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  1. #2951
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    Quote Originally Posted by Edmond View Post
    ^ What's your take on the the lost cosmonauts, TO?
    Not a matter I am much interested in. I think we would have heard about it. The Russians announced flights not in advance but after successful launch. So we may never hear about failures during launch. We do know about Cosmonauts dying on reentry when the capsule lost air. Since then Russian and US Astronauts wear board suits during critical mission phases.

    But we knew about the N-1 failures on the pad. US space surveillance would have picked up and we would know. So I believe it is mostly rumors. There were russian zond missions in preparation for manned moon missions. Crew capsules that failed but they were unmanned for all we know.
    "don't attribute to malice what can be adequately explained by incompetence"

  2. #2952
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    Quote Originally Posted by Takeovers View Post
    The 1996 collision between the French Cerise military reconnaissance satellite and debris from an Ariane rocket.
    The 2009 collision between the Iridium 33 communications satellite and the derelict Russian Kosmos 2251 spacecraft, which resulted in the destruction of both satellites.
    The 22 January 2013 collision between debris from Fengyun FY-1C satellite and the Russian BLITS nano-satellite.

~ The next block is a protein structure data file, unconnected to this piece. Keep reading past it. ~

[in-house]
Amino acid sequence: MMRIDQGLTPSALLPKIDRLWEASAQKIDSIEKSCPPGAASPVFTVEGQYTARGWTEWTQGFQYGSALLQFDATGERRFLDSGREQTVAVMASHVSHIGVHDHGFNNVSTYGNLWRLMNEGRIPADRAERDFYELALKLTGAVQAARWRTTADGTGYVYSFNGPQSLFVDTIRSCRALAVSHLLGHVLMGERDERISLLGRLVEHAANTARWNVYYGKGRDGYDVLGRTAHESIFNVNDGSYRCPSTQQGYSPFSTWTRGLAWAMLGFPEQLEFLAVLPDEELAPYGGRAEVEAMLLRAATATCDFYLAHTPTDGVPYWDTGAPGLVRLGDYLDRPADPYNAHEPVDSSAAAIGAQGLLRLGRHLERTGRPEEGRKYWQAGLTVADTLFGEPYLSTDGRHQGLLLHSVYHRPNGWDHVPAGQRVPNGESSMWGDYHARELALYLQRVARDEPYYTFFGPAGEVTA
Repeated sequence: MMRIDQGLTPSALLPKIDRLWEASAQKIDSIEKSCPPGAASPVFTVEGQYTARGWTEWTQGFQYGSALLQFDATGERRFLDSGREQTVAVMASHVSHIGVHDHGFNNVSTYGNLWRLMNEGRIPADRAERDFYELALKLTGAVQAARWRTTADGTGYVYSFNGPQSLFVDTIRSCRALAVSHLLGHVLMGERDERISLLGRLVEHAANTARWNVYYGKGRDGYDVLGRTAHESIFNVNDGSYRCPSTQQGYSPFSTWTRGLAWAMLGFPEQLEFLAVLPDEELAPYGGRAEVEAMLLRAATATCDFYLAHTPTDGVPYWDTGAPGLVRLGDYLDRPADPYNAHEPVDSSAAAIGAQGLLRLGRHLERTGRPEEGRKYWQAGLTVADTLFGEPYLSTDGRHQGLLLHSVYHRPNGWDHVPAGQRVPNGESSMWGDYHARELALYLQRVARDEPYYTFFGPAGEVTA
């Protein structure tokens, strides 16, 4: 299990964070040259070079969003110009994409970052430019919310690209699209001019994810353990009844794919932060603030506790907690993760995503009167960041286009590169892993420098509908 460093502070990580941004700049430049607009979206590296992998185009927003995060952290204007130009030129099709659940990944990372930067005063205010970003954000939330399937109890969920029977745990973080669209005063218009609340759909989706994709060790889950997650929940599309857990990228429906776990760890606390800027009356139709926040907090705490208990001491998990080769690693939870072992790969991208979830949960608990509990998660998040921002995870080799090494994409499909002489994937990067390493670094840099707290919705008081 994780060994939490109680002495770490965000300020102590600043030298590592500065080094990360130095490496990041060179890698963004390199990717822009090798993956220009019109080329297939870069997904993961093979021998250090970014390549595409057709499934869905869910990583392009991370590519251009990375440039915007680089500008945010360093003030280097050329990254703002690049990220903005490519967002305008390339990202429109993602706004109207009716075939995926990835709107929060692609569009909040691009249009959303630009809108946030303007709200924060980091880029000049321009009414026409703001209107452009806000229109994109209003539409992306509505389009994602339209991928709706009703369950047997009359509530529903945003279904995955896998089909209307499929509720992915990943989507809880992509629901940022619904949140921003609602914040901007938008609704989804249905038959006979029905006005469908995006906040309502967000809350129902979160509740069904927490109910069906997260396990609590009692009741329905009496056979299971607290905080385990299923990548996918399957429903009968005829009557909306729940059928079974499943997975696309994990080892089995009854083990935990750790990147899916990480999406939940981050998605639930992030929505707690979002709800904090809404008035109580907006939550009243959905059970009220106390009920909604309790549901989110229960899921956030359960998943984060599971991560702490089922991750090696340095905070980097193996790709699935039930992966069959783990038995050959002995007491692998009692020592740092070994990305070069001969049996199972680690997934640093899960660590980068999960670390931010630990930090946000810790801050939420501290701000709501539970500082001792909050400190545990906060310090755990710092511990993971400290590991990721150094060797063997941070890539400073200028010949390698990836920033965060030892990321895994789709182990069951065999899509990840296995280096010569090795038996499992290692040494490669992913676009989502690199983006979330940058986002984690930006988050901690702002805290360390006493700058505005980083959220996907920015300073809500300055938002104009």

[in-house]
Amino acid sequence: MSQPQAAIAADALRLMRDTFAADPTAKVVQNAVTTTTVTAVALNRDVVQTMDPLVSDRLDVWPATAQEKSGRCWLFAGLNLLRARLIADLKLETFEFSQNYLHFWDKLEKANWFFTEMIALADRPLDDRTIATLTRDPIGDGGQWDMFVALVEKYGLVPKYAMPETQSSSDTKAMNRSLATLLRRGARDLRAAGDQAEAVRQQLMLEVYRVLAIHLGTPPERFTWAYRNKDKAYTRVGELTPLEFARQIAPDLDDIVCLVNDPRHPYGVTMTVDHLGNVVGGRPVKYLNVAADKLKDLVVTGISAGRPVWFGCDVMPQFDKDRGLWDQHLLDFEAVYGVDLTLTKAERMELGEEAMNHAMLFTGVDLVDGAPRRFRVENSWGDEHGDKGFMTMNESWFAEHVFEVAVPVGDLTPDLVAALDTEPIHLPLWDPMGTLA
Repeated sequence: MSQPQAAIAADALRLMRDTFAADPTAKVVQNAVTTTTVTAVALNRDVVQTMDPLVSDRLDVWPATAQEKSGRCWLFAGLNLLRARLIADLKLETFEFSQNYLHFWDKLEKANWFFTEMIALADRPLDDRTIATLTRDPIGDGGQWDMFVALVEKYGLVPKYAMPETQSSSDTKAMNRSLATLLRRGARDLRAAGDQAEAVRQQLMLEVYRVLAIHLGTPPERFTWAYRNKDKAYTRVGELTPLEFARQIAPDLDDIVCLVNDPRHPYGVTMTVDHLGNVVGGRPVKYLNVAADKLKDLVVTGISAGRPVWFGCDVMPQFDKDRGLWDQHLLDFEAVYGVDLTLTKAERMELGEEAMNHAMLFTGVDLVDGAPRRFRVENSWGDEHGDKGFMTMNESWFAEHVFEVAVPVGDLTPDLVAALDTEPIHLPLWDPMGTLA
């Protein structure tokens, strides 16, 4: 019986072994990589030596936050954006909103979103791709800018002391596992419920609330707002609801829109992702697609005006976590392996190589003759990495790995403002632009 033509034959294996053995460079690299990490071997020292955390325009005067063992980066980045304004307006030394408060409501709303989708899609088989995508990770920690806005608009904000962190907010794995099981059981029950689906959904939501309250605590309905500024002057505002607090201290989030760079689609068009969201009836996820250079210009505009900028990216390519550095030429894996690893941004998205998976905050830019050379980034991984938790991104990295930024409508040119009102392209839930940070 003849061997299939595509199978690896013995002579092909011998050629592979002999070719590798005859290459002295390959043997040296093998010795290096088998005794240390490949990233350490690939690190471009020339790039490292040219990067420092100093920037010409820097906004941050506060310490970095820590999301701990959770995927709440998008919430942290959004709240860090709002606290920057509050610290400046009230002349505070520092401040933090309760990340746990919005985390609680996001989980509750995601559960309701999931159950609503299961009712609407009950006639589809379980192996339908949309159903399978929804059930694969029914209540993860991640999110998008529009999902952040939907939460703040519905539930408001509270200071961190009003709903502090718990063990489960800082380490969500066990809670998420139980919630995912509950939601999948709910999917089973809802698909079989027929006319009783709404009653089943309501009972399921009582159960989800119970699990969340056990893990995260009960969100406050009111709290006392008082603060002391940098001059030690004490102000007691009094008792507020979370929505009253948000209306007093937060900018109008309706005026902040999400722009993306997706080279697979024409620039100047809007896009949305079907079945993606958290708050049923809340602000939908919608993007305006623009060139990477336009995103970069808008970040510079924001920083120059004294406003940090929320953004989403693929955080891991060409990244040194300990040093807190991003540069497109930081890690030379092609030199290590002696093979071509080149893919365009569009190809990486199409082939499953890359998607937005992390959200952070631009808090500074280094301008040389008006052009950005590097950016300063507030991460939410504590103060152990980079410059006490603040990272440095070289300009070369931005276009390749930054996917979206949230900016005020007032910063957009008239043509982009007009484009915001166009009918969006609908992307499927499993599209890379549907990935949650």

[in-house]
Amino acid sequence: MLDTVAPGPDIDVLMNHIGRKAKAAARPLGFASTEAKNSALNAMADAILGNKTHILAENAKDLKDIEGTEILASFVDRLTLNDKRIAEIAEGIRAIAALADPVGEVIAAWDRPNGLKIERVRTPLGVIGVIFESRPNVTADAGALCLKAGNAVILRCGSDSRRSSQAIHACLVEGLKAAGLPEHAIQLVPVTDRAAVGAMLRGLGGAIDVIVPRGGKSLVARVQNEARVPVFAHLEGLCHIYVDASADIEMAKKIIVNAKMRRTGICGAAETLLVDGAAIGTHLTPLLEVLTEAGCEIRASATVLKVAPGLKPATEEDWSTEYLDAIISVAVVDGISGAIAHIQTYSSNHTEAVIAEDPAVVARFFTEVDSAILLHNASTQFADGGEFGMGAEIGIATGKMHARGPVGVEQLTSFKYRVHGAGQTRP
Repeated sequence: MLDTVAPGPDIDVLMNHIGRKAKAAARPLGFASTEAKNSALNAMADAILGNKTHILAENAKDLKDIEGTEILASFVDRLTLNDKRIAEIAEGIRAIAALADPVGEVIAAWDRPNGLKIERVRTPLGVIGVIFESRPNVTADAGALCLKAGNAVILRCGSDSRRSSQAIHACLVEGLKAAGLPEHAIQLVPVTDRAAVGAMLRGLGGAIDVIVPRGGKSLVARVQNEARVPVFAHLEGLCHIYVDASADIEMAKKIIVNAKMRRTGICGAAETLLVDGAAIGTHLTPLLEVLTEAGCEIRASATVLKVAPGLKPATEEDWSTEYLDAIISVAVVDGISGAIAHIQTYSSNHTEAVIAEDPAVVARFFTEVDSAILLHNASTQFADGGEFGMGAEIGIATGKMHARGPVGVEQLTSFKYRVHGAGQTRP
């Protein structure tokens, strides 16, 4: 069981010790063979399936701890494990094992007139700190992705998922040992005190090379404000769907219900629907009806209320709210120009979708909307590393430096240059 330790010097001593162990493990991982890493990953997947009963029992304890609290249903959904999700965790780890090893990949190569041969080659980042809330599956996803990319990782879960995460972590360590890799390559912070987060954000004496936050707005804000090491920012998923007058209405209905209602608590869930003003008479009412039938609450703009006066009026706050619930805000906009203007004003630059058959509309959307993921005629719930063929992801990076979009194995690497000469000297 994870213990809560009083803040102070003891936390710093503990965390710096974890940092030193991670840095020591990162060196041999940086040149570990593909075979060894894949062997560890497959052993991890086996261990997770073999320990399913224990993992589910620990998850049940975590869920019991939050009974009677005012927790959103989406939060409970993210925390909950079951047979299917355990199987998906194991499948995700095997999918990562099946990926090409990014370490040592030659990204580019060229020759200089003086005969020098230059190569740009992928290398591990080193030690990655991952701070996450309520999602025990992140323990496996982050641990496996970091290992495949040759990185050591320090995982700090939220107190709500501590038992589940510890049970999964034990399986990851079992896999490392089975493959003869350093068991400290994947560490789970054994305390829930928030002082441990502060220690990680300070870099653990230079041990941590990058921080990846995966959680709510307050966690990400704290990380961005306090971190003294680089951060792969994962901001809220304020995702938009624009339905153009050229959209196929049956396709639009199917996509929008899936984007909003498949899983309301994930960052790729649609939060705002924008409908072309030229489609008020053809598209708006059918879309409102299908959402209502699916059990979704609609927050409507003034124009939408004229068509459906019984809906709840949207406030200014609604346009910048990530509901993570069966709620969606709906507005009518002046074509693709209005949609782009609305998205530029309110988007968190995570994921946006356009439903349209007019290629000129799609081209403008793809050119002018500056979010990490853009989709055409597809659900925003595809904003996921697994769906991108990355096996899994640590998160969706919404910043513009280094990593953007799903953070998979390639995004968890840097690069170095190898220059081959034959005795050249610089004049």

The 22 May 2013 collision between two CubeSats, Ecuador's NEE-01 Pegaso and Argentina's CubeBug-1, and the particles of a debris cloud around a Tsyklon-3 upper stage (SCN 15890)[1] left over from the launch of Kosmos 1666.

    One of those was a real satellite to satellite collision.

    The 2009 collision between the Iridium 33 communications satellite and the derelict Russian Kosmos 2251 spacecraft, which resulted in the destruction of both satellites.

    Satellite collision - Wikipedia

    Fortunately they are rare. Satellites are getting more. But satellite tracking and collision avoidance is also getting better.

    Much worse is space debris by not deorbited dead satellites and upper stages that are not properly passivised and explode later. Notorious are old US spy sats and ULA upper stages. But russian upper stages too. They use many of them. Reason is usually not properly terminated batteries, sometimes residual propellant that should have been vented.
    I had no idea. Sounds like space isn't so safe after all, or simple.
    To avoid further accidents, would all of the different entities sending items into orbit need to coordinate somehow, sharing orbit info so that each can ensure that no orbits cross at the same time. I can't even imagine the nightmare of trying to piece together such logistics.
    But more importantly, having a fail-safe plan for disposing of satellites at the end of their lives is essential.

  3. #2953
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    Quote Originally Posted by TTraveler View Post
    To avoid further accidents, would all of the different entities sending items into orbit need to coordinate somehow, sharing orbit info so that each can ensure that no orbits cross at the same time. I can't even imagine the nightmare of trying to piece together such logistics.